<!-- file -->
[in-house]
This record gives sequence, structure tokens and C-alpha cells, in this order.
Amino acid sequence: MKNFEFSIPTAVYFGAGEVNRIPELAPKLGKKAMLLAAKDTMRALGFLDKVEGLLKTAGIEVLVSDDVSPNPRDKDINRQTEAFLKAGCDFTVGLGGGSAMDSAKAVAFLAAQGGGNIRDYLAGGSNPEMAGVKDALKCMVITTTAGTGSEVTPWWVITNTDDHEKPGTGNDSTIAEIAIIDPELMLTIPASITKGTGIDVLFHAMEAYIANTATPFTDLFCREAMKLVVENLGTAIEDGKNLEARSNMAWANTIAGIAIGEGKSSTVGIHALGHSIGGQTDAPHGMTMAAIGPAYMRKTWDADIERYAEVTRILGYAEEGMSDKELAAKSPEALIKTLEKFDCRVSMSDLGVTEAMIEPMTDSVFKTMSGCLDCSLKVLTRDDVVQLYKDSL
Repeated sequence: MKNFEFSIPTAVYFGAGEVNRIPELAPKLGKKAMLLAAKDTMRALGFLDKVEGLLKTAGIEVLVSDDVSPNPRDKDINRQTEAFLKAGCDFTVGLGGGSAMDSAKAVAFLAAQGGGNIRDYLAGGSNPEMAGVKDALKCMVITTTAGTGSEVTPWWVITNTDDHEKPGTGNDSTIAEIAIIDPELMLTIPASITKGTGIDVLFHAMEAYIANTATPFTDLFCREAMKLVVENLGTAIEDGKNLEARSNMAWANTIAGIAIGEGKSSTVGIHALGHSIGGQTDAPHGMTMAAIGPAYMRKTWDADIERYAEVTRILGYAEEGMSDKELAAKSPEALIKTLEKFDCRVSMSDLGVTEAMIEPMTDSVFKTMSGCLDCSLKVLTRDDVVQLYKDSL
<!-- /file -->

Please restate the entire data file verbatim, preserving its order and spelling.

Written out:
[in-house]
This record gives sequence, structure tokens and C-alpha cells, in this order.
Amino acid sequence: MKNFEFSIPTAVYFGAGEVNRIPELAPKLGKKAMLLAAKDTMRALGFLDKVEGLLKTAGIEVLVSDDVSPNPRDKDINRQTEAFLKAGCDFTVGLGGGSAMDSAKAVAFLAAQGGGNIRDYLAGGSNPEMAGVKDALKCMVITTTAGTGSEVTPWWVITNTDDHEKPGTGNDSTIAEIAIIDPELMLTIPASITKGTGIDVLFHAMEAYIANTATPFTDLFCREAMKLVVENLGTAIEDGKNLEARSNMAWANTIAGIAIGEGKSSTVGIHALGHSIGGQTDAPHGMTMAAIGPAYMRKTWDADIERYAEVTRILGYAEEGMSDKELAAKSPEALIKTLEKFDCRVSMSDLGVTEAMIEPMTDSVFKTMSGCLDCSLKVLTRDDVVQLYKDSL
Repeated sequence: MKNFEFSIPTAVYFGAGEVNRIPELAPKLGKKAMLLAAKDTMRALGFLDKVEGLLKTAGIEVLVSDDVSPNPRDKDINRQTEAFLKAGCDFTVGLGGGSAMDSAKAVAFLAAQGGGNIRDYLAGGSNPEMAGVKDALKCMVITTTAGTGSEVTPWWVITNTDDHEKPGTGNDSTIAEIAIIDPELMLTIPASITKGTGIDVLFHAMEAYIANTATPFTDLFCREAMKLVVENLGTAIEDGKNLEARSNMAWANTIAGIAIGEGKSSTVGIHALGHSIGGQTDAPHGMTMAAIGPAYMRKTWDADIERYAEVTRILGYAEEGMSDKELAAKSPEALIKTLEKFDCRVSMSDLGVTEAMIEPMTDSVFKTMSGCLDCSLKVLTRDDVVQLYKDSL